Daniel is a bit of a mess but does so with flare and ease. He is easy to relate to on some regards and draws the reader in with this deep thoughts and restlessness. Although I would say he is pulled along through life it doesn’t feel contrived – in fact it feels quite natural that he should wander. From his sweet Auntie to his brother Noah to Frank his friend and Jackie his “friend” this host of supporting characters is varied and colorful. All I can say is, awe Phoebe.


I was surprised by this book. The concept seemed interesting but I didn’t know where the author was going. Even though you knew from chapter one where Dan ends up and what happens to him, the journey mattered more. Although I suspected some aspects of the book I was surprised by how it was presented. The beautiful prose scarred by ugly truths. Absolutely stunning and shocking.


Just wow! I was absolutely floored by this book. After a slow start I was just sucked in. Phoebe was such a star in his life but she burned out because of his choices. I don’t want to give anything away but I just couldn’t put this book down – I had to know the ending. Which left me both unsatisfied and wanting more in many regards. It does seem like there is going to be a second book – so there’s that.

The writing was flowing although a little lengthy (almost unnecessarily in some regards) but didn’t distract from the power behind the book. This hit me square in the chest because of the complexity of humanity striped bare and shown in its beauty and horror. I’ll be honest that I didn’t really like the cover but after reading the book even the cover made sense and should be changed. Overall – a resounding yes!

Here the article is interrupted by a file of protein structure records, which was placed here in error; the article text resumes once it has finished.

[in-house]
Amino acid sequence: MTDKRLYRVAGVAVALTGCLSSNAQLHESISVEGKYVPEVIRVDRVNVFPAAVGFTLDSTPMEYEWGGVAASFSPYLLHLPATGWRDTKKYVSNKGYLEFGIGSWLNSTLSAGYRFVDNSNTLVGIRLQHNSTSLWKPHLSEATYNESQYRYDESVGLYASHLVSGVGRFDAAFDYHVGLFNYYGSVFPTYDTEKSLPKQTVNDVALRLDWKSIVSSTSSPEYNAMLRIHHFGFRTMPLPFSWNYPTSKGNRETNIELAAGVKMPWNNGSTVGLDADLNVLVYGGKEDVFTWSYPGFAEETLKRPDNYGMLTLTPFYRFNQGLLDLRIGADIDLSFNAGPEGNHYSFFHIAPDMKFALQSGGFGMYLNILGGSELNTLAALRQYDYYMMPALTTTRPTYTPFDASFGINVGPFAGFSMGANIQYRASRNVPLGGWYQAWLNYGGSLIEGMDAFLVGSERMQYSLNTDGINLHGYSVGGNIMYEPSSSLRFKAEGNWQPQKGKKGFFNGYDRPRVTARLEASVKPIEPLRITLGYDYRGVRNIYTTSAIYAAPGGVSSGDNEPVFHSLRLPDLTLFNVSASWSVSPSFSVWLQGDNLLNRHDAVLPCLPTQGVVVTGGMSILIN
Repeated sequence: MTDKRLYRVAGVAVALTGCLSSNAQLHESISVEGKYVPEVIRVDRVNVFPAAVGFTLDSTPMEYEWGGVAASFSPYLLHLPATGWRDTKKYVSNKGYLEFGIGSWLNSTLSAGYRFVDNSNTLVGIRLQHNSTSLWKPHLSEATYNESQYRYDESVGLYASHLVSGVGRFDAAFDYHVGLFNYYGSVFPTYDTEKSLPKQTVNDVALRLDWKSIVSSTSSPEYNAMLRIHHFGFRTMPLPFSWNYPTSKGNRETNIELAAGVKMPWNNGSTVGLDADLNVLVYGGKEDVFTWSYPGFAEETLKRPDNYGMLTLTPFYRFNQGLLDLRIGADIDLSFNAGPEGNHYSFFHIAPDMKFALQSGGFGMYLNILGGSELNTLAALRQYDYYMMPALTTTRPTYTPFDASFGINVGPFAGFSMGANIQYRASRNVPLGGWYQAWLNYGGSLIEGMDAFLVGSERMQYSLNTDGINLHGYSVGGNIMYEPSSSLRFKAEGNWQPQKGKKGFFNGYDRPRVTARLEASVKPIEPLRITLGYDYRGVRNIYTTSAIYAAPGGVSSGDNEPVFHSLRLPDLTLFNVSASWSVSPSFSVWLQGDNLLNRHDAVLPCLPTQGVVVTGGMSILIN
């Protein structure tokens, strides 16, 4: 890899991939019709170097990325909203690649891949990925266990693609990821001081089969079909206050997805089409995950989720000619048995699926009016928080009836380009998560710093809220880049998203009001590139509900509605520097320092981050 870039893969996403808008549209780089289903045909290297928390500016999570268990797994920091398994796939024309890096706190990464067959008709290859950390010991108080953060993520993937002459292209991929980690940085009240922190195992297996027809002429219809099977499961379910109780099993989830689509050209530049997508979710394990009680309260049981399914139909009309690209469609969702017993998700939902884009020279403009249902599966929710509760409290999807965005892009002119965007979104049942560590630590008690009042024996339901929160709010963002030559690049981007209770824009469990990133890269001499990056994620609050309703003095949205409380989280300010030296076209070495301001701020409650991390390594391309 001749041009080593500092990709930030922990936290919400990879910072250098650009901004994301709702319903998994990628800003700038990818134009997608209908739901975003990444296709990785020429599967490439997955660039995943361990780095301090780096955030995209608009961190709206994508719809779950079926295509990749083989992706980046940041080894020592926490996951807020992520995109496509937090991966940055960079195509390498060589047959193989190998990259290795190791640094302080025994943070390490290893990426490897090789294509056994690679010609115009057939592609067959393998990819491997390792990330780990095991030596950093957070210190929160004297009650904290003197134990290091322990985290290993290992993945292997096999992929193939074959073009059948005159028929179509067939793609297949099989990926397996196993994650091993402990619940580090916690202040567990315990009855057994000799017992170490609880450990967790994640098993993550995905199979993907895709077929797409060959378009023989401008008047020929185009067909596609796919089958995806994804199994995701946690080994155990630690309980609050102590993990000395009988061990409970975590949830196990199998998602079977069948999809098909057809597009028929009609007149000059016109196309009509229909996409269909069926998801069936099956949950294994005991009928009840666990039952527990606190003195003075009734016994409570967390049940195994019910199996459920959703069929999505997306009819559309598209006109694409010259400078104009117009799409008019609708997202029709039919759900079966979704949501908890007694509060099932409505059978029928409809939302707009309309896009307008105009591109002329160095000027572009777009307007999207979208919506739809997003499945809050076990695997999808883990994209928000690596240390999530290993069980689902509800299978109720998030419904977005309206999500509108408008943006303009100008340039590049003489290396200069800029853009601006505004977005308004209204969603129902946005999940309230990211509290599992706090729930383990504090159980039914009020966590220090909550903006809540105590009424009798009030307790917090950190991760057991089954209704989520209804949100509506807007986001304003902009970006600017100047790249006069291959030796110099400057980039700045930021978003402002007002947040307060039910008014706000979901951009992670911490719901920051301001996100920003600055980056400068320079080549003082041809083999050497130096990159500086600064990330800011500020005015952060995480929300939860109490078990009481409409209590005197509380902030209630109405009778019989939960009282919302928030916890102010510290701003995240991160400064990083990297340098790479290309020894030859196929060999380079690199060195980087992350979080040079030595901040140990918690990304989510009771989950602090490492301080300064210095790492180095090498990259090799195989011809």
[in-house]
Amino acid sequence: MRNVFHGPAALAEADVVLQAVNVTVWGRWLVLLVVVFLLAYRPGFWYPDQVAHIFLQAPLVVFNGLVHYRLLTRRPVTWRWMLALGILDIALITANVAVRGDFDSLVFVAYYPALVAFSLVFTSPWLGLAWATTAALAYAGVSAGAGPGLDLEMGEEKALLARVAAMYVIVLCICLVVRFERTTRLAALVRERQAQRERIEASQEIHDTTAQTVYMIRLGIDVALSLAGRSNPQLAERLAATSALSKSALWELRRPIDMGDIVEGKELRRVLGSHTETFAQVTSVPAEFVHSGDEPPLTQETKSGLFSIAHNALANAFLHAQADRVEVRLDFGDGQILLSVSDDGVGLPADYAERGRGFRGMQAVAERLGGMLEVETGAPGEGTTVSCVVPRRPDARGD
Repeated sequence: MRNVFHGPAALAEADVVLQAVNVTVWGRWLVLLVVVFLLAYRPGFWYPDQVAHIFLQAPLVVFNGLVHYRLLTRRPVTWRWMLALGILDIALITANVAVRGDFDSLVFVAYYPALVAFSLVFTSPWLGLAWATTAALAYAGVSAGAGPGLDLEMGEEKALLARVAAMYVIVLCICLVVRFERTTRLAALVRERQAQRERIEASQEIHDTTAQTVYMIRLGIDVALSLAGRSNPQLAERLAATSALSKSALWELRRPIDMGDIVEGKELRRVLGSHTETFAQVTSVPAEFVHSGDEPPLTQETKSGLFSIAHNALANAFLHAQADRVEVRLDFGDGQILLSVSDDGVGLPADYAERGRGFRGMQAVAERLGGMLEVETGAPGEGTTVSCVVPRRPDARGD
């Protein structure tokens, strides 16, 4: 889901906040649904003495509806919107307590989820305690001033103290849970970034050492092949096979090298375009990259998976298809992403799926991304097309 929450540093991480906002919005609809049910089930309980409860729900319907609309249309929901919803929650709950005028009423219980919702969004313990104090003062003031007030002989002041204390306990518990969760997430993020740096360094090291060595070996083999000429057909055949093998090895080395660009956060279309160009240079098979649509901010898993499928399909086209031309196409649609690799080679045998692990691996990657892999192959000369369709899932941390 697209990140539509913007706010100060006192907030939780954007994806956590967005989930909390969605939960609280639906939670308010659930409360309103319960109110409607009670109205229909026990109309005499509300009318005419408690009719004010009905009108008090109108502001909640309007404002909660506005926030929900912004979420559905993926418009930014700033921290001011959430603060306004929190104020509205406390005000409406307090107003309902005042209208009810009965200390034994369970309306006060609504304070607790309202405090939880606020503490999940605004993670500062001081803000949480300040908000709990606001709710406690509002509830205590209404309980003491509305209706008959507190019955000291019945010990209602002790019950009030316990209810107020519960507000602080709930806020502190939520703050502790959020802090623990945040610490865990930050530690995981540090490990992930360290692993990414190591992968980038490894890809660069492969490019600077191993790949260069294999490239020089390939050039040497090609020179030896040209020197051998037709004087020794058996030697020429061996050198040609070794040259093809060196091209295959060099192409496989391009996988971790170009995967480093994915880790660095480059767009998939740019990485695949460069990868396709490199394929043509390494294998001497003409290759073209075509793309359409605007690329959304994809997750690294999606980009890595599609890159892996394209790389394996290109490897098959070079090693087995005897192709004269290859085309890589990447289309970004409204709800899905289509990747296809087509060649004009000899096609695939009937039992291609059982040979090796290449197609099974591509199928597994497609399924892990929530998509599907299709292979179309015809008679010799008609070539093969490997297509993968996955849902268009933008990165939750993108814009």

5 stars

This book will not go the way you expect – even getting a glimpse of the beginning. The authors subtlety and painful realism will leave you reeling. Well worth the time!

Legacy by Wilde Blue Sky


Why is Michael Holsmann, a right-wing thug, searching the German countryside for details of a flight that left Berlin on the 28th April 1945? Why are the neo-Nazis so interested in a struggling penniless artist called Peter Fritch? Read this tale of identity and betrayal to find out.

This is a work of fiction. Names, characters, places, brands, media, and incidents are either the product of the author’s imagination or are used fictitiously.


Michael is a single-minded jerk. Peter a spineless outcast. Most of the characters felt a little flat at first…mostly because they are described to you and not well rounded. That is until I started thinking of this more of a historical alternative, written in a more factual tone. My favorite character was Ola, because she was the catalyst and for other reasons that I can’t detail without giving the plot away.


I decided to try something different and boy is this different but also interesting. It is really important to remember this is a work of fiction. I don’t want to give too much away, but the entire premise is fascinating. I appreciated the way the author portrayed the characters, and built up the tension. I’m a pretty open minded person so the entire context, while could offend some, really was just showing that a certain way of thinking was self destructive and what can happen after a power is ousted.


The writing is dry, but consistently so. The characters took a while to form but they felt distinct after a while. A little over the top in their speech at time. My biggest problem was everyone seemed to talk out loud to themselves. Once or twice, okay, but there were more than 5 times that characters talked to themselves.